May 11, 2008
    I like number two and three, although the B&W could be alot sharper the stairs on the right are very soft so try closing your Aperture down abit. And then its just composition and exposure! But it looks like your making a good start!

    Best of luck and hope your enjoying it!
  9. madmaxmedia macrumors 68030

    Dec 17, 2003
    Los Angeles, CA
    For just playing around, I think #2 was interesting. It would have been a lot better of course if there was some more interesting or relevant foreground object that was the center of focus.

    I literally just took this photo the other day, and yours reminded me of it. ;)

    Oh, if you find yourself enjoying playing with DOF and available light, I recommend the Canon 50mm f/1.8 for around $100, sharper and faster than your kit zoom. With the Canon Rebel's high ISO performance and f/1.8 you will be good to go (no IS but I'd rather have a fast lens personally.) The 35mm f/2 is perhaps a better option after 1.6x crop factor, but it is more expensive.

    Attached Files:

  10. pprior macrumors 65816

    Aug 1, 2007
    1) nicely composed, using the rule of 1/3s, interesting contrast in color and saturation. Short DOF focusing attention to the "wrong" part of the flower however?? Best of the group.
    2) too much visual distraction. Yes it demonstrates DOF of your camera, but there is too much going on (i.e. the beads from the lamp, the lights on the right edge, the remote) that distract from the picture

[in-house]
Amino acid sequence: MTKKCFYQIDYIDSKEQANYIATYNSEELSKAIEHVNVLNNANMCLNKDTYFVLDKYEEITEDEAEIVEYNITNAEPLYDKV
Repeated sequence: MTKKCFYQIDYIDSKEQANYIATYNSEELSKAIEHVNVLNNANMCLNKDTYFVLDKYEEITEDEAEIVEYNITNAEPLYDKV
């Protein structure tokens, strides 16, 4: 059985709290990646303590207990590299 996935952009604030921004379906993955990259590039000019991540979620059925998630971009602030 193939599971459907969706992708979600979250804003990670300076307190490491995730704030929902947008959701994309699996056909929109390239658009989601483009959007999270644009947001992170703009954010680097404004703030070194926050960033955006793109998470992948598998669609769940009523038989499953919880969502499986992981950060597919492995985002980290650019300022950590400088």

3) Way underexposed, and what is the point of this picture?
    4) Stairways are classic studies in photography. In general the ltd DOF however tends to look like an out of focus shot unless you REALLY open up to a very shallow DOF.
    5) underexposed, OOF, and not at all flattering to the woman in the picture.

    These are all over the place, and most are just snapshots (1 and 4 being the exceptions). Think of a picture as telling a visual story about something and try something that means something to you.

    Most of all enjoy and try to create something that means something to YOU, not necessarily to all of us armchair experts :)
  11. mattcube64 thread starter macrumors 65816


    May 21, 2006
    Thank you everyone for the comments, criticisms, and direction!

    I appreciate all the input, and I'll definitely take what's been said and try to use that in my shots from now on.

    I'd like to find a "niche" in photography, for sure. But right now, I'm just snapping pics of everything, hoping to get a good one every once in a while and have fun while I do it. What am I "trying to do with photography?" I dunno... honestly, right now I feel like my life is consumed with school and work. And when I'm free, I just tend to waste away hours on the internet browsing.... so, I suppose I'm trying to find something worthwhile to do with my time and get me outside.

    I do plan on picking up the nifty fifty in the next month or so. But for now, I'm trying not to drop much on accessories until I know what I need.

    I'm sure you guys will have another request from me in the next week or two. :p

    EDIT: Oh, and I will try to post the EXIF data late tonight or tomorrow.